The Ministry also extols a failed military operation in the Amazon based on a social media post

The Ministry of Environment published a document in this Monday’s (7/26) Federal Official Gazette whose goal is ‘to make public the efforts and results obtained in controlling illegal deforesting and forest fires’ in 2020, a year in which the devastation broke records in the AmazonCerrado, and Pantanal. The Activity Report shows that the policy of misinformation and dismantling continues under Joaquim Leite, successor to Ricardo Salles, who was discharged from office in June after being accused of facilitating illegal timber smuggling.

IBAMA cancelled 44.5% of all operations planned for last year, according to the document: ‘Of all 1,171 operations planned for 2020, IBAMA carried out a total of 650.’ The Ministry of Environment blamed the Covid-19 pandemic, but it could have applied remote deforestation monitoring — an action started by IBAMA in 2016 and curtailed under the Bolsonaro administration. Moreover, the government is aware of a lack of enforcing agents since 2018, but never issued tenders for new hirings.

The outcome: the total amount of fines imposed by IBAMA for flora-related offenses in the Amazon dropped by half when compared to 2018, the last year of the Temer administration.

The document repeats data about the military operation Verde Brasil published in November 2020 by the Ministry of Defense showing the failure of the operation: a total of BRL 1.79 billion in fines imposed and 99 thousand hectares of land restricted in six months. While an additional 3,000 military agents were sent to the region as ‘reinforcement,’ the number of fines and land restrictions dropped in year-to-year comparison with 2019, as we showed here. Under Leite’s leadership, a Twitter card became a public policy outcome.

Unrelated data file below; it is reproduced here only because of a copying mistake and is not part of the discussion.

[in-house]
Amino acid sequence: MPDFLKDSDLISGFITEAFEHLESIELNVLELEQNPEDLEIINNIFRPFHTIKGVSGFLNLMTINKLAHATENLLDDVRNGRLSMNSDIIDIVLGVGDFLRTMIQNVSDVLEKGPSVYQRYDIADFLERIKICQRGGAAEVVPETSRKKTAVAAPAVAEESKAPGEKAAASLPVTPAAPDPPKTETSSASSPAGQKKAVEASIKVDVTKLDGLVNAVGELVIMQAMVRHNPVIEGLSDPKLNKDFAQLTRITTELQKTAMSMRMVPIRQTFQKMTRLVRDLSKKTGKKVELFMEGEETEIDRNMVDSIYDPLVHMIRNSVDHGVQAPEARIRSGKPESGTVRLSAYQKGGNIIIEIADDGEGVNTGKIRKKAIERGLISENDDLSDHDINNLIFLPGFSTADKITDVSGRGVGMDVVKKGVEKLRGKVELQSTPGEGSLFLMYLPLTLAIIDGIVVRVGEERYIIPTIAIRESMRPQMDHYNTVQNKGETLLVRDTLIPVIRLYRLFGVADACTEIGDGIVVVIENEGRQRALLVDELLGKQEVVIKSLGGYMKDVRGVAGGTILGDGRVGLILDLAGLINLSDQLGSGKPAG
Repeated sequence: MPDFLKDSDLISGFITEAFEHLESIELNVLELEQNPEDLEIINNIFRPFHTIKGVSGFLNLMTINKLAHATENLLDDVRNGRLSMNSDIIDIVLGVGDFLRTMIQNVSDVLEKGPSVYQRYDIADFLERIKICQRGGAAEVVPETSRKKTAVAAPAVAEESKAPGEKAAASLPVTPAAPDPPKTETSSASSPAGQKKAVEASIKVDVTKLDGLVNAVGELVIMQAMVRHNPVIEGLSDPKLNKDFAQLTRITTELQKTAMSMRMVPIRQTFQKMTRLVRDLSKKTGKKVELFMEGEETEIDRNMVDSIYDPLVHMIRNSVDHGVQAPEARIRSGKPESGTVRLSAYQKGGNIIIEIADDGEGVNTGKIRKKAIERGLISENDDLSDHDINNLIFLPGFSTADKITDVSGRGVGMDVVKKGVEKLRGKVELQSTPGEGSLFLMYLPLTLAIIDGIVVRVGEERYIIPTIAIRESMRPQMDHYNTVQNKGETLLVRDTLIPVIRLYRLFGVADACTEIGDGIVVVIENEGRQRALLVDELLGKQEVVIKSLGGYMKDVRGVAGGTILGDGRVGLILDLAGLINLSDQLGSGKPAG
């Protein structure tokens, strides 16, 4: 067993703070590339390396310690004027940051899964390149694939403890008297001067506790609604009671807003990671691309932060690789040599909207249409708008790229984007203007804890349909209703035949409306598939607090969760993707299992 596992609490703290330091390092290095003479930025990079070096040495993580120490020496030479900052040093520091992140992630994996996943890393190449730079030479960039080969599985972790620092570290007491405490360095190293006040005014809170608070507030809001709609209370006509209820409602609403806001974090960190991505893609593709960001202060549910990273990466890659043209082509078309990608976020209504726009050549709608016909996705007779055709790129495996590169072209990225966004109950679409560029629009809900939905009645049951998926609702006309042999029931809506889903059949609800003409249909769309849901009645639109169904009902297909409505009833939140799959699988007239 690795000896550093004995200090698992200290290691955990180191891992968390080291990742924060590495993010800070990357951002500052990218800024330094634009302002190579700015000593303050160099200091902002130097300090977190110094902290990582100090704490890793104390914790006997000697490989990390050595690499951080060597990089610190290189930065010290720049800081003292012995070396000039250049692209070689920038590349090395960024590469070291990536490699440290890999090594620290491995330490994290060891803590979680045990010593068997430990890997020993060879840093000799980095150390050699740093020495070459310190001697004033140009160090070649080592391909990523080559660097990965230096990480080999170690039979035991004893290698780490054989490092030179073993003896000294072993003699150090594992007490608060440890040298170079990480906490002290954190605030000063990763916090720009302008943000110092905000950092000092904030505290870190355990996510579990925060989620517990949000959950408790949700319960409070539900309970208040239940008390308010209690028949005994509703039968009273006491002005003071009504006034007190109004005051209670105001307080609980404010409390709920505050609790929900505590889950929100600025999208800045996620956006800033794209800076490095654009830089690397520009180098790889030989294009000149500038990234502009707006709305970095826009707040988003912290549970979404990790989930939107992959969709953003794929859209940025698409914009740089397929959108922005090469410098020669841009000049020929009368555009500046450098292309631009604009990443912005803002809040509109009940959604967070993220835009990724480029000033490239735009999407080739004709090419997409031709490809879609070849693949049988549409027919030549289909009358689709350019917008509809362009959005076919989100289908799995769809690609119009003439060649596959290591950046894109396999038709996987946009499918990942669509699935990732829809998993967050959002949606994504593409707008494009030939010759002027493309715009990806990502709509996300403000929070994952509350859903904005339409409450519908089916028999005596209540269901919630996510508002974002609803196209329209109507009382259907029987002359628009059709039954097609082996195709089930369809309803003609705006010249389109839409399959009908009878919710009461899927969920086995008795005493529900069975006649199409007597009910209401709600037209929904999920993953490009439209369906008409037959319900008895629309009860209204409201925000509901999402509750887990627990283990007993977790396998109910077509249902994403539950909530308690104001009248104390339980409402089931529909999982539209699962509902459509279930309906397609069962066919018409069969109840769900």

In its report, the Ministry of Environment spreads false information when it states that ‘the growth tendency [of deforestation] since 2012 indicates the collapse of previous initiatives and the need for new solutions which are more effective in preventing and fighting illegal deforestation,’ and also that ‘in this context, the Ministry of Environment sought to critically assess the gaps left open by previous initiatives and prepared a new National Plan for Illegal Deforestation Control and Native Vegetation Recovery.’

Actually, the Bolsonaro administration jettisoned the control plan developed in 2004 (PPCDAm), which had been the main responsible for the 83% drop in deforestation in the Amazon up to 2012 — after which the rate soared. From 2013 to 2018, the average was 6.5 thousand km² per year. In the years where Bolsonaro was in office, 2019 and 2020, the figure reached 10.5 thousand km² — a 61% increase. In July 2020, after more than one and a half year in office, the Vice-President Hamilton Mourão acknowledged that the country did not have in place a plan to fight deforestation.